Geoff Klock (D.Phil., Oxford University) is the author of How to Read Superhero Comics and Why (Continuum 2002) and Imaginary Biographies: Misreading the Lives of the Poets (Continuum 2007). The first applies Harold Bloom’s poetics of influence to comic books; the second argues that the bizarre portrayal of historical writers in 19th- and 20th-century poetry constitutes a genre (and will be followed by a companion book on film). For BenBella, he has written on “Veronica Mars,” “Firefly” and “House.” His blog—Remarkable: Short Appreciations of Poetry, Comics, Film, Television and Music—can be found at geoffklock.blogspot.com. He lives in New York City, where he is a freelance academic.
Frank Miller’s New Batman and the Grotesque
By Geoff Klock
from Batman Unauthorized
This is one essay from the anthology Batman Unauthorized
Batman Unauthorized explores Batman’s motivations and actions, as well as those of his foes. Batman is a creature of the night, more about vengeance than justice, more plagued by doubts than full of self-assurance, and more darkness than light. He has no superpowers, just skill, drive and a really well-made suit.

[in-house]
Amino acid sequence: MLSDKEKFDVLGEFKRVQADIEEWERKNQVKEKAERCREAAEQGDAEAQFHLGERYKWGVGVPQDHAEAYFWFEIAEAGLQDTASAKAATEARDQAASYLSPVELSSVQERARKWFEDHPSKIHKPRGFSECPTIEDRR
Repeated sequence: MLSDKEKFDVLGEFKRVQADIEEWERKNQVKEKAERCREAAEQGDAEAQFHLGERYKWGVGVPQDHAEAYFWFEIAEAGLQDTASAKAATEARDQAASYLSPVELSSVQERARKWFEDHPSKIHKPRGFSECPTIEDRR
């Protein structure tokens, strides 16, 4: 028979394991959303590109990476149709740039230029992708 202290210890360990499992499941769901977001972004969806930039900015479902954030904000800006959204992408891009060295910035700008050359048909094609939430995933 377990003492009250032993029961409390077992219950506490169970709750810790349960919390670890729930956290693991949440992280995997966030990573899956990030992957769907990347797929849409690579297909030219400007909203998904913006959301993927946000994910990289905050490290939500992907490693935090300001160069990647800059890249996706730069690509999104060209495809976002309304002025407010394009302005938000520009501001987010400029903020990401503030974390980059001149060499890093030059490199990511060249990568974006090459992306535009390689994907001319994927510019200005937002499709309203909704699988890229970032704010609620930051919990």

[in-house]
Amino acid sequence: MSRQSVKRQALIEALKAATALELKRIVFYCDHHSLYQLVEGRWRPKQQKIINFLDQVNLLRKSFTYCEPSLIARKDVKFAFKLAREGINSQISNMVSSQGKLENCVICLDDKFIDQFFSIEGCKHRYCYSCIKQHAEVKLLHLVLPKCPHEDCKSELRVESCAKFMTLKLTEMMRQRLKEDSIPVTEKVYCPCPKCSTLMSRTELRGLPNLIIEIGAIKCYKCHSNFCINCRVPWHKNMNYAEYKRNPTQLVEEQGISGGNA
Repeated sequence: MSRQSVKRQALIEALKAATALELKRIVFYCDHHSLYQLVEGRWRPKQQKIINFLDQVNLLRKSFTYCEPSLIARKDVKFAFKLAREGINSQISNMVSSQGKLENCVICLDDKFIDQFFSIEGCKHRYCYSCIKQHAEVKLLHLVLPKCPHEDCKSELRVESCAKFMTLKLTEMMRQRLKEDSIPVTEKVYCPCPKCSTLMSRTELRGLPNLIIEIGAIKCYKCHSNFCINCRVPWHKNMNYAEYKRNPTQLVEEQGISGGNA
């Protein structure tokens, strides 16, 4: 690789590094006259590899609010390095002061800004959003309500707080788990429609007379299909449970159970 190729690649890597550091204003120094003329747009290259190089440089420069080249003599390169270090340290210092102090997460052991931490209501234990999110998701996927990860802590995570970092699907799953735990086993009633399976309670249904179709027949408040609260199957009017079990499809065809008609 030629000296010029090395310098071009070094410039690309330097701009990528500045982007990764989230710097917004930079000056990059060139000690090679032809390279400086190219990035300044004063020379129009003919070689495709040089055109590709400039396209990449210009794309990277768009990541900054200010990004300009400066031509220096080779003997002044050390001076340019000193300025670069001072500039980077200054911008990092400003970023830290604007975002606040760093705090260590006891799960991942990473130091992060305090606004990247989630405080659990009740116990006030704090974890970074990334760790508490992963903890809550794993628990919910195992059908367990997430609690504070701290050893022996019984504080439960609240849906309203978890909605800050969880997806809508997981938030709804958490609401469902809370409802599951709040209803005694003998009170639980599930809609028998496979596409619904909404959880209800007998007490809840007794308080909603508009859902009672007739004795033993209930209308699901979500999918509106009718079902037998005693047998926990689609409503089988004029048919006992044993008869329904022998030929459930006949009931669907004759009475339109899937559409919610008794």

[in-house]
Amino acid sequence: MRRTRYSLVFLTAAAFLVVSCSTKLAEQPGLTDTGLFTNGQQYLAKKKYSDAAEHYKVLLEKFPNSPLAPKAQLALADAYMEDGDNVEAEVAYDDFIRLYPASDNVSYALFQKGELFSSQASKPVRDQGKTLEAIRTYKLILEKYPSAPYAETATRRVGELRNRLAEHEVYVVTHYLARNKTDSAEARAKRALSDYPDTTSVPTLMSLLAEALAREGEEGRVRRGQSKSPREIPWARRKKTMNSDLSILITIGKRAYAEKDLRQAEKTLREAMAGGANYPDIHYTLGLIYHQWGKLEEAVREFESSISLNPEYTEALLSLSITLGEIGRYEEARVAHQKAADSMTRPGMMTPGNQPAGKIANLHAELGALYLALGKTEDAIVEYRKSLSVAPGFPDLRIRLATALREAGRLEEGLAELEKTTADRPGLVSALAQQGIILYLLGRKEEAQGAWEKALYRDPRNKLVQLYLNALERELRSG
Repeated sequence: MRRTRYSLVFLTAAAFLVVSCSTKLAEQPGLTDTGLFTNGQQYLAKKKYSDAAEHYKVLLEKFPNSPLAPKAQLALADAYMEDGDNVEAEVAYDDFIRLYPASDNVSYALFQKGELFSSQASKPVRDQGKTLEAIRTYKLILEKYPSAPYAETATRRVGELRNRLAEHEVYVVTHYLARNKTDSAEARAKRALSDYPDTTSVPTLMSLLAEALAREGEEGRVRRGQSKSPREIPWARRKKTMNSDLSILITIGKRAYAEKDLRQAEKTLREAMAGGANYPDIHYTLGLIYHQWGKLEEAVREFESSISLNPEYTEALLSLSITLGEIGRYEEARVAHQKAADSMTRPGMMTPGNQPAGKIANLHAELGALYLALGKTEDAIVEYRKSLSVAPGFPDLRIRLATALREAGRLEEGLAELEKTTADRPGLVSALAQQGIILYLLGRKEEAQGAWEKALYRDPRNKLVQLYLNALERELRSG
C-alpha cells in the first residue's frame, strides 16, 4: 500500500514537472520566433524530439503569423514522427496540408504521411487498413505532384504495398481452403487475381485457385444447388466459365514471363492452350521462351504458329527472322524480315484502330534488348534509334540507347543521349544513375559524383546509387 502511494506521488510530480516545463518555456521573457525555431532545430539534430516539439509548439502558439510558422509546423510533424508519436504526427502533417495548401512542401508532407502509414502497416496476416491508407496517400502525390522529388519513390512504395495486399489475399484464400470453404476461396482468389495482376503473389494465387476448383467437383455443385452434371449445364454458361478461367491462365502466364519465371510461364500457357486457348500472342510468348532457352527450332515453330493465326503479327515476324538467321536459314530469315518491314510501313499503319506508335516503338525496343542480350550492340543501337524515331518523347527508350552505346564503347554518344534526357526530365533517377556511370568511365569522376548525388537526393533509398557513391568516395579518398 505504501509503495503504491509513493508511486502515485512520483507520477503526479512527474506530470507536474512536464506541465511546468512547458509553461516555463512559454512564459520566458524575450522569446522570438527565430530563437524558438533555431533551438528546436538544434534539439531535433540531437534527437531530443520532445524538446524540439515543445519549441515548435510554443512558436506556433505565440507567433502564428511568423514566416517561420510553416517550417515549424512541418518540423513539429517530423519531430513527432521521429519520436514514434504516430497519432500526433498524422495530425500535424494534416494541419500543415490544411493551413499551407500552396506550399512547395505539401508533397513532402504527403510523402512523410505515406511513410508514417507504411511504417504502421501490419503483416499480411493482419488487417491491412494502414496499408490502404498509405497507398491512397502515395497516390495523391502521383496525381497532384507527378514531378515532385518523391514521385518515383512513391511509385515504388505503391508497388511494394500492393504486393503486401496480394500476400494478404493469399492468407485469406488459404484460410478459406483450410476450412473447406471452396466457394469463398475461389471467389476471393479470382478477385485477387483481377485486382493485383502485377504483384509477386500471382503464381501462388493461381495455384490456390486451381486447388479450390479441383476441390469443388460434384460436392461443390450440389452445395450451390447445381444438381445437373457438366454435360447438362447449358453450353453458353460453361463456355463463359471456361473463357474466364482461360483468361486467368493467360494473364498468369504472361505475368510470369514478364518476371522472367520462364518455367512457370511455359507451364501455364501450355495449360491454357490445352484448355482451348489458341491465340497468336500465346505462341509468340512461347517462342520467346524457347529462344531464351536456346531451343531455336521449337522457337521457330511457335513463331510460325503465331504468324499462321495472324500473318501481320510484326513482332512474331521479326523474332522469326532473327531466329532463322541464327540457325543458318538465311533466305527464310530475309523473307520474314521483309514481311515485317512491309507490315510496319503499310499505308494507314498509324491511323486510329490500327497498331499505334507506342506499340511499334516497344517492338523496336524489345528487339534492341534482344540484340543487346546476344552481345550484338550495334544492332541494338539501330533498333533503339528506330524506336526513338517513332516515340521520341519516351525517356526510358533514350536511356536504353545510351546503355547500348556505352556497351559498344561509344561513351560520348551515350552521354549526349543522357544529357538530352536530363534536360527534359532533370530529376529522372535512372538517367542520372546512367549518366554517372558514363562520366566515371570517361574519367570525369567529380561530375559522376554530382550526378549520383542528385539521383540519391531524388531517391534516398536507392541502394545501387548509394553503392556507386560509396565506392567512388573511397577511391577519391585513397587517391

One of the most recognized superheroes ever created, Batman has survived through campy TV shows and films, through actors such as Adam West, Michael Keaton and Christian Bale. Batman Unauthorized: Vigilantes, Jokers, and Heroes in Gotham City covers expansive territory ranging from the silly to the solemn. Why is the Joker so good at pushing Batman’s buttons? What does Batman’s technology say about the times? Why are Batman’s villains crazier than average? And why is Batman the perfect, iconic American hero?
About the Author
Dennis O’Neil is a former comic book writer and editor for Marvel Comics and DC Comics; wrote the novelization for the film “Batman Begins”; and is the author of Batman: Shaman and Batman Sword of Azrael. He wrote the main Batman title in the 1970s and 1980s and is the former group editor for the Batman family of books. He lives in Nyack, N.Y.